Flatness: Much better than the ENO. The greater length and the footbox really make the difference. Less fiddling required. No pressure from the hammock on my ankles. However, if I lay too far forward, this elevates the middle of the hammock and puts pressure on the back of my knees. Further testing required, but I believe I'll be most comfortable if I really elevate that foot end. When I turned onto my side, the hammock really fought me with some pinching. Further testing required.
Head Support: This is something I never even knew I wanted with my ENO, but the non-shelf side of the hammock seems to be tensioned perfectly so that I can rest my head on top of it while laying diagonally.
Chair Mode: Better back support than my ENO. Easier to stay somewhat upright and enjoy the view. I'm not tall enough for that ridgeline to really get in the way.
View: On the shelf side, not a whole lot. I don't anticipate this to be a big deal most of the time because I usually pitch one side of my tarp lower for wind-shielding, privacy, etc. However, the non-shelf side has a GREAT view. No canoe effect here. Also, because of the head support on this side, it's nice and easy to lie in the hammock and turn my head left and get a nice view. Should also be nice for cooking breakfast from the hammock.
Hopefully, I'll be able to get out to the Deam Wilderness in Hoosier National Forest this weekend to do an overnight test.
Thanks for this. Keep it coming, I recently swaitched my HH for a WWBB 1.1 Dbl. Having trouble getting it dialed in. Find I am getting alot of pressure against my heels and my knees are hyper extended much more than in the HH.
Lay on more of a diagonal
Increase the sag
Raise the foot end
Move your lower torso away from the foot box
Move closer to the head end
I'll supplement this once I get more testing in.
Solid report. I have about 6 nights in my WBBB 1.1 Double and like it a lot. I noticed the "wings" (tied out portion) help keep my UQ in place. But, I also found my UQ sagging a bit. So, I added some prusiks to the TARP ridge-line and found that works well enough.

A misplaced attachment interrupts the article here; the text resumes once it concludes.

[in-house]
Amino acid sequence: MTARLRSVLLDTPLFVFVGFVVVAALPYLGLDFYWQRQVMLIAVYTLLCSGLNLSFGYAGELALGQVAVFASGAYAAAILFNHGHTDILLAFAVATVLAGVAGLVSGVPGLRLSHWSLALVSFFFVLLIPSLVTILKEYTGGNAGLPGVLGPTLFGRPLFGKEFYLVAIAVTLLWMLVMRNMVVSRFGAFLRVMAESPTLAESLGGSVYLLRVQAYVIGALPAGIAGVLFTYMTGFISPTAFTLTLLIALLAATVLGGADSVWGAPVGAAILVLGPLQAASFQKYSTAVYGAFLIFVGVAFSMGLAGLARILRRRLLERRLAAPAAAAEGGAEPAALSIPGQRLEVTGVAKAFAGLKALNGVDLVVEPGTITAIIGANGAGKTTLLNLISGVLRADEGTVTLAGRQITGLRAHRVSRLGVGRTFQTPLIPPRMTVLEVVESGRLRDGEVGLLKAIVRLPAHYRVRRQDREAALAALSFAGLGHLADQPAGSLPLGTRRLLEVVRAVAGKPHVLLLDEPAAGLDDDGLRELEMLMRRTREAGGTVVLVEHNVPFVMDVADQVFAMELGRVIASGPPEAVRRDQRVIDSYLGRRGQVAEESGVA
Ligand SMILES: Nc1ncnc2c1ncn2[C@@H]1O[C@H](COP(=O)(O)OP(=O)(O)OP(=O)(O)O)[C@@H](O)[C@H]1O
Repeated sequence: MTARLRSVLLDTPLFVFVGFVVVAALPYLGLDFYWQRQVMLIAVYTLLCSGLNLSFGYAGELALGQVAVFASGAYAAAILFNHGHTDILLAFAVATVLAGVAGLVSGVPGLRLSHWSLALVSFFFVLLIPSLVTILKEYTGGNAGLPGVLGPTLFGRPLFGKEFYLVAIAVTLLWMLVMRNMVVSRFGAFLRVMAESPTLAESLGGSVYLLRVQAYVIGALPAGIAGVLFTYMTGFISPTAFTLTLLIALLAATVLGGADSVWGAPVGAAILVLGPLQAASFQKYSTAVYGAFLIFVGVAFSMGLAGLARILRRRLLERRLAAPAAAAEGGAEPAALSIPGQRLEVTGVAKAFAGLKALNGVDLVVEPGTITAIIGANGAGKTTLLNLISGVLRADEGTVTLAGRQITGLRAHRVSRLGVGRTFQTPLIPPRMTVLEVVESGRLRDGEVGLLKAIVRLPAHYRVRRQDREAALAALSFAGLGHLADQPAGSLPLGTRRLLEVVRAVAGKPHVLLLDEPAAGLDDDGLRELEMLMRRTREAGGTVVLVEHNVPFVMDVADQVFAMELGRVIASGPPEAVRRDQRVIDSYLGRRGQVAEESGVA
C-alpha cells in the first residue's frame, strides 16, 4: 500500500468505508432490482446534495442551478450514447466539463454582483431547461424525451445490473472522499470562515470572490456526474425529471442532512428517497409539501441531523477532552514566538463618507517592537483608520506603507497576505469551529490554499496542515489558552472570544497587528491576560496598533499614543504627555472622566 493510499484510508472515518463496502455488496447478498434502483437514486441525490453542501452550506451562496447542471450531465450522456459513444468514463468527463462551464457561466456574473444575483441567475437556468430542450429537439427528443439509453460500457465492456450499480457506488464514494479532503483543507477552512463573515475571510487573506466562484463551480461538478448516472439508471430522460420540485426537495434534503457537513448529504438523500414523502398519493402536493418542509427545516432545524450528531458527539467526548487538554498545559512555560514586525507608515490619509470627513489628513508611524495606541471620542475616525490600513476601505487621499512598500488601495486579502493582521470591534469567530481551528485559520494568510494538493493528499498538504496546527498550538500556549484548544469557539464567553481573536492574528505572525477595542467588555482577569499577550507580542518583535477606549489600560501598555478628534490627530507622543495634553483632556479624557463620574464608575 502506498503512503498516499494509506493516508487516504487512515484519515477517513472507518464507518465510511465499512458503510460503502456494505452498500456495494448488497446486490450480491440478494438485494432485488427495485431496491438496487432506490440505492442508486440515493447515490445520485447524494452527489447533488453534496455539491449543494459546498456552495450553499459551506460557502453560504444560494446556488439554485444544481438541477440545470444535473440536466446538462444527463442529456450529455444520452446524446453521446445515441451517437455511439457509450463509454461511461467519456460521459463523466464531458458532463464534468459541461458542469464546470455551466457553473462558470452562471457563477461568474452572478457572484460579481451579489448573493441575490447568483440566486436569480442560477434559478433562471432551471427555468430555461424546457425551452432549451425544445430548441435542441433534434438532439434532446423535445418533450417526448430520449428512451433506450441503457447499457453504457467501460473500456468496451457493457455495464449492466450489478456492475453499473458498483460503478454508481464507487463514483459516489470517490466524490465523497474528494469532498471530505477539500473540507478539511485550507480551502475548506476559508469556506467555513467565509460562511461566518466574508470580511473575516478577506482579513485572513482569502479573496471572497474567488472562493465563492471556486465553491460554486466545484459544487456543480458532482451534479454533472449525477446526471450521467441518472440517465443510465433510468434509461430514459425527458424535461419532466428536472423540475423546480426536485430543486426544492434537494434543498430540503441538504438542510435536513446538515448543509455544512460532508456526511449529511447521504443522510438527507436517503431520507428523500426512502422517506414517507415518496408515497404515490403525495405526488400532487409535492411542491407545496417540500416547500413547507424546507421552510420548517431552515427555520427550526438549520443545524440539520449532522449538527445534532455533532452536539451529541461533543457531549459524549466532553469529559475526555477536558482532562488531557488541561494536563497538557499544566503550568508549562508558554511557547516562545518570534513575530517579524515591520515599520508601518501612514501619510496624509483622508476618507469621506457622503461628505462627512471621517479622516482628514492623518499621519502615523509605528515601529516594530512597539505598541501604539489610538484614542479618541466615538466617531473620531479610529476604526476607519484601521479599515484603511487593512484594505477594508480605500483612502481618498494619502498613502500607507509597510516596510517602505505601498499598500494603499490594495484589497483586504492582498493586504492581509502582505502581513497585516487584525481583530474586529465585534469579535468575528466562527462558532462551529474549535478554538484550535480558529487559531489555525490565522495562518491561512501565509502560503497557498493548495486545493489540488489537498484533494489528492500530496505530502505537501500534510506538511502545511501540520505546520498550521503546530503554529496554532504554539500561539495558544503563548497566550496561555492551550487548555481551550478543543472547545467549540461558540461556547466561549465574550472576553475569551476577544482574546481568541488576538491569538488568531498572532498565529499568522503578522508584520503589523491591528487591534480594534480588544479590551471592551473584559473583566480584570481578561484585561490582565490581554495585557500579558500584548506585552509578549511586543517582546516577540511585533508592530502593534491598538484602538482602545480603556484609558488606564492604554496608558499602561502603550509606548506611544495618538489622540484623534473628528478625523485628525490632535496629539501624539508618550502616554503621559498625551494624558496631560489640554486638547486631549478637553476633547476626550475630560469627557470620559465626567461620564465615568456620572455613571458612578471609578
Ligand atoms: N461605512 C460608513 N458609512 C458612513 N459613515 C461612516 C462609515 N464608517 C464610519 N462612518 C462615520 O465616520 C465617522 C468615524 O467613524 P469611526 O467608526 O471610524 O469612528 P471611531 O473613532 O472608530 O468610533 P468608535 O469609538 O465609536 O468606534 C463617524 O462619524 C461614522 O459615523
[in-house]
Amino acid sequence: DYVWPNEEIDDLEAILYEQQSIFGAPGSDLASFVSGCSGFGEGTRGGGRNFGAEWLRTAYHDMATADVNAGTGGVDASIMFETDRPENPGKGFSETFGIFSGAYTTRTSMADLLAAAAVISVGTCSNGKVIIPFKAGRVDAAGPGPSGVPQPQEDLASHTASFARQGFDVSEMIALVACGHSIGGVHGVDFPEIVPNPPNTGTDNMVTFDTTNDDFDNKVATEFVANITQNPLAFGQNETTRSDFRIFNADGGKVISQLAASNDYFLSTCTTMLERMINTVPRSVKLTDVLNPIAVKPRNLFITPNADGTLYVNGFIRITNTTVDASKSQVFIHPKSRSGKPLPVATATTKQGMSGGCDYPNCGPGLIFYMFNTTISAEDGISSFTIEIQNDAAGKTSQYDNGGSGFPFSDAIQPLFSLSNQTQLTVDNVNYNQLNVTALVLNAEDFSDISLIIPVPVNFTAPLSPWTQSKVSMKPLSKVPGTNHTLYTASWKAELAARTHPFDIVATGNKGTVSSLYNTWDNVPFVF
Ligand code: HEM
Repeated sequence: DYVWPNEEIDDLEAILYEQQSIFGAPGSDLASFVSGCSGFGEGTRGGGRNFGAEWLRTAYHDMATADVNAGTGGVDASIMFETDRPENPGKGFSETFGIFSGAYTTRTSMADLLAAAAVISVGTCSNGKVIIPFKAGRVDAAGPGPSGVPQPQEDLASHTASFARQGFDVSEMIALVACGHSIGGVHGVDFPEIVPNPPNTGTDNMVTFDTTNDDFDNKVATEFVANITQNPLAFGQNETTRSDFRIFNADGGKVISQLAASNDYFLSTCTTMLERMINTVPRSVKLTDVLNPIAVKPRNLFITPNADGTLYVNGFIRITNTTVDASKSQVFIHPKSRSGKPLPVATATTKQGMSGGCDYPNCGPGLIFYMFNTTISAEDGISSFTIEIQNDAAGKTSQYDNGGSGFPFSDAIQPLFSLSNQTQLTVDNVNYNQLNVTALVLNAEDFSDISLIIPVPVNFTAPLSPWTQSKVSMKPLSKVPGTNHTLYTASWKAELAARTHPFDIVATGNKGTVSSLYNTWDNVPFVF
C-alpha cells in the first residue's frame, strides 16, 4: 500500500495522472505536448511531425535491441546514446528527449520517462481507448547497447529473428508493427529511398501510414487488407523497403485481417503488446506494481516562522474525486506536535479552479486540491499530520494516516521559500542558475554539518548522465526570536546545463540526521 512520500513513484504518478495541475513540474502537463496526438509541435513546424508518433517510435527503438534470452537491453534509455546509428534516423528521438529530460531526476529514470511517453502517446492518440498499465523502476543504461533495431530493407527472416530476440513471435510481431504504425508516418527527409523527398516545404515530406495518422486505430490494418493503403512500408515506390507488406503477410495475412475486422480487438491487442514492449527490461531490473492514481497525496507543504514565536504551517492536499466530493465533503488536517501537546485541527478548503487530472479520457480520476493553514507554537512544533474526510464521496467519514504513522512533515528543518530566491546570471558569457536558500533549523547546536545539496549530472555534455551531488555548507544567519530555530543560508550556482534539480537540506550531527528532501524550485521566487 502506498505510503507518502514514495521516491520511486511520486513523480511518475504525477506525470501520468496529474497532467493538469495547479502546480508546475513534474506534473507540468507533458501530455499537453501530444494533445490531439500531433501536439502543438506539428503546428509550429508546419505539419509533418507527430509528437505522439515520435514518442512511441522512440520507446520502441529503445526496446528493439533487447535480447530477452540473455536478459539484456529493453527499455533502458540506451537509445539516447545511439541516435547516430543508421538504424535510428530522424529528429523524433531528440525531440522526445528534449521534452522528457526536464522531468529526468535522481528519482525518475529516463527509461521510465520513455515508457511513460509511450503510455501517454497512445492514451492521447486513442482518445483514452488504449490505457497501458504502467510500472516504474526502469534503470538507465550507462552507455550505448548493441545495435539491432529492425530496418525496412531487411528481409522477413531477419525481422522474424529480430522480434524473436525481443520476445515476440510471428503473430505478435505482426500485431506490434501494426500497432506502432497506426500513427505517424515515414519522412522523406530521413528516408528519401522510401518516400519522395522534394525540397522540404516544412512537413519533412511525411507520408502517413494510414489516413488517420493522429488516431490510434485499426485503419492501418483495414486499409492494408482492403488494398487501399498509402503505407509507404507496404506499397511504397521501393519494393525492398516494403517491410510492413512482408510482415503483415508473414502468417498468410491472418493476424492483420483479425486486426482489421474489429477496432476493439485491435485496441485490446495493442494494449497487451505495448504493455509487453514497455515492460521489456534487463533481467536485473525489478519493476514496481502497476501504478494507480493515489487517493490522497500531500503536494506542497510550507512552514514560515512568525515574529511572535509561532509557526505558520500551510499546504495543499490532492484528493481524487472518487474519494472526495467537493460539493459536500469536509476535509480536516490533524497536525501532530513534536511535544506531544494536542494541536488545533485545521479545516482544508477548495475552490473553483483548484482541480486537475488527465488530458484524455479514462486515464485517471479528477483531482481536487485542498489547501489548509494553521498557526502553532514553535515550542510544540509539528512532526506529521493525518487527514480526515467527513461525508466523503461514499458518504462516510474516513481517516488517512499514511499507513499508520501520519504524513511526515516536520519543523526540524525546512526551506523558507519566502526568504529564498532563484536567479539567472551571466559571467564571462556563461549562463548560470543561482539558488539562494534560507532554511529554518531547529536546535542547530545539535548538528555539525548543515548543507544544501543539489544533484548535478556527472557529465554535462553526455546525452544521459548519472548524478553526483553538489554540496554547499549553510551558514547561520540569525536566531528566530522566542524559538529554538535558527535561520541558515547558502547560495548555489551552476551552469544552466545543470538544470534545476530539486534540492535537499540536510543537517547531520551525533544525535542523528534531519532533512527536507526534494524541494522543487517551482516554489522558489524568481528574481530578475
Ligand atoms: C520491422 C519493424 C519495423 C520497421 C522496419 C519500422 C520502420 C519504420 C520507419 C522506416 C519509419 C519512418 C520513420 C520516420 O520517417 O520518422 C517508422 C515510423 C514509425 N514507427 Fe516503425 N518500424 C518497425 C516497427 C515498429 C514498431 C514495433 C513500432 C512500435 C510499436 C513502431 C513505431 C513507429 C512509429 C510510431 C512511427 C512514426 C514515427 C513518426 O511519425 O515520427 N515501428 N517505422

Any plans to test pads? I would be interested in a review of closed cell pads verses inflatable pads.
I don't have an inflatable pad, but since it's on my radar to include in the testing, I'll keep my eye out for a used one.
Finally, my initial thought was that if I can get a good fit from a PLUQ, then it'd indicate a good fit for almost any UQ. However, I'm in the market for a 30-20* down UQ, so that should make it into the report as well.
The other things are important too. I just found huge differences when I raised the foot end. I have found that raising the foot end helped a lot with my DN that I recently purchased too.
The above have helped me as well. Seems that slight changes can make for big effect.
Sort of an update
I tried to get out for an overnight this weekend. Unfortunately, the drought hitting Indiana is doing something to the trees where they're dropping some decent-sized branches, even though there's still green leaves attached. With some storms blowing through, I'd rather not be hanging underneath any widowmakers-in-disguise.
That said, I did get to do a fair amount of lounging around in the BB this week. So here is a small update.
SUSPENSION: I swapped out the AWS suspension for whoopies and tree straps for several reasons. First, the weight savings. I didn't get the fancypants biners from Warbonnet, so I was using the heavy ones that came with my ENO. The swap saved me 6.5 ounces. Second, the space savings. I'd say I gained about a softball's worth of space in my pack. Thirdly, I found the AWS to be clumsy compared to a whoopie, particularly when it came to letting out the webbing.
COLOR: I know in my previous pictures, it looks as though the hammock had a brownish tint to it, even though it's technically grey. Either my eyesight is going prematurely, or this hammock tends to take on a hue of the surrounding objects. It still looks kinda brown. I like this because it's a lot stealthier than I expected.
LAY: Raising the foot end really does seem to cure any comfort problems with this hammock. In fact, when I found what works for me, I got out of the hammock and wasn't sure if it could be right. The way I like it, the foot end is a good 8 - 12 inches higher than the head. Any lower, and I find I end up sliding toward the footbox (it's a very slick fabric). As I got closer, the hammock would become less comfortable.
WARMTH: Amazingly enough, even with the double layer, I'm going to go ahead and say this hammock definitely feels less warm than my ENO doublenest. I don't think I'd take either one on an overnight without bottom insulation, but if I were lounging around the apartment or lake on a windy afternoon, I might opt for the ENO.
So that's that. I'm hoping to get an overnight in on this hammock some time in the next week.